Much of his scientific reading was in German, and this was a serious labour to him; in reading a book after him, I was often struck at seeing, from the pencil-marks made each day where he left off, how little he could read at a time. He used to call German the “Verdammte,” pronounced as if in English. He was especially indignant with Germans, because he was convinced that they could write simply if they chose, and often praised Professor Hildebrand of Freiburg for writing German which was as clear as French. He sometimes gave a German sentence to a friend, a patriotic German lady, and used to laugh at her if she did not translate it fluently. He himself learnt German simply by hammering away with a dictionary; he would say that his only way was to read a sentence a great many times over, and at last the meaning occurred to him. When he began German long ago, he boasted of the fact (as he used to tell) to Sir J. Hooker, who replied, “Ah, my dear fellow, that's nothing; I've begun it many times”.
In spite of his want of grammar, he managed to get on wonderfully with German, and the sentences that he failed to make out were generally difficult ones. He never attempted to speak German correctly, but pronounced the words as though they were English; and this made it not a little difficult to help him, when he read out a German sentence and asked for a translation. He certainly had a bad ear for vocal sounds, so that he found it impossible to perceive small differences in pronunciation.
Last Monday, I made an all-too-rare tryst with an old friend. We met at the small town of Sedbergh in what was once part of Yorkshire, but is now part of Cumbria. I have something of a soft spot for Sedbergh on two accounts: it was the town where Charles Darwin's friend and mentor Adam Sedgwick went to school (he was born a few miles away in Dent); and it is the home of one of my favourite second-hand book shops. The book shop was the reason we had arranged to meet in Sedbergh: my friend and I both suffer intractable addictions to old books.
Amongst the books I bought was a set of essays, New Fragments, by another of Charles Darwin's friends, John Tyndall. I also have something of a soft-spot for Tyndall: I managed to sneak him into two of the chapters of the book I have been writing about my local moor. He was a thoroughly good chap, and, unlike Sedgwick, one of Darwin's strongest supporters.
Although I would never dream of writing inside a book, I am always delighted to see the marginalia and other inscriptions of a book's previous owners. The title page of my new Tyndall book bears a rather dramatic inscription:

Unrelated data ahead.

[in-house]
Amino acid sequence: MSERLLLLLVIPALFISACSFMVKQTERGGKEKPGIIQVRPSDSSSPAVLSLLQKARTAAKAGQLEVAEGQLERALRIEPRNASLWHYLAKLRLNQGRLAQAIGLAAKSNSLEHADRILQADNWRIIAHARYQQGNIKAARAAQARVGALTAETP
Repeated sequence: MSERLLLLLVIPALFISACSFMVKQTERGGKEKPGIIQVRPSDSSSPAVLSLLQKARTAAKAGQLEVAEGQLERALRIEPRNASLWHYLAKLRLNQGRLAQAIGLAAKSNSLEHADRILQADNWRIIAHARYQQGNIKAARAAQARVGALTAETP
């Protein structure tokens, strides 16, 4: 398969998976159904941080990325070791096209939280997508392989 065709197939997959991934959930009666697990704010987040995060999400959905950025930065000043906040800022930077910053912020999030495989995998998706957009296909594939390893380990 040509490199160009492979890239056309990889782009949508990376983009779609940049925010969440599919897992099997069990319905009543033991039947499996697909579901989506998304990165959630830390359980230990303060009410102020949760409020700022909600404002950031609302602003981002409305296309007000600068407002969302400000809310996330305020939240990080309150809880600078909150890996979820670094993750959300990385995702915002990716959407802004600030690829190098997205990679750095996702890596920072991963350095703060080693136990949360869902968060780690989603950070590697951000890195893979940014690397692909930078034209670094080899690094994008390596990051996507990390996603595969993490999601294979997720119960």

Received at the Temple Chambers on Friday 15th January 1892 (on a bed of sickness that has been well nigh unto death)
I guess I'll never know the story behind these words—which is one of the appeals of such enigmatic inscriptions.
On this date in 1913, the co-discoverer (with Charles Darwin) of Natural Selection, Alfred Russel Wallace, died, age 90, at his home in Dorset.
My history of science friends generally pooh-pooh the idea of science heroes, but I have no time for such nonsense. Wallace should be seen as a hero in anyone's book. He was also a top naturalist, and a thoroughly decent chap.
To mark the 100th anniversary of Wallace's death, the BBC and Natural History Museum have put together a brief video slideshow, narrated by Sir David Attenborough, about the great man.
Contrary to many of the headlines you might read, Wallace has never been ‘forgotten’—and long may that remain to be the case!
Pretty much as predicted, yesterday, the Bank of England announced that Jane Austen will replace Charles Darwin on the £10 note (most likely, some time in 2017).
With its announcement, the Bank of England has cleverly appeased campaigners who insisted that there must be at least one woman (in addition to the queen) on its bank notes by saying that it's going to do exactly what it was planning to do all along—a wonderful example of diplomacy in action.
Jane Austen wouldn't have been my first choice—or even my twentieth—but neither would Adam Smith, whose irritatingly smug profile currently disgraces the £20 note. As I said previously, personally, I'd have preferred the Brontë sisters over Austen, to bring some much-needed northernness to our bank notes, but regional inequality is still not seen as a pressing issue, it would seem.
20th July marks a number of Darwin-related anniversaries:
- On 20th July, 1804, Darwin's future friend and enemy, the brilliant anatomist and palaeontologist (and inventor of the word dinosaur) Sir Richard Owen was born in Lancaster;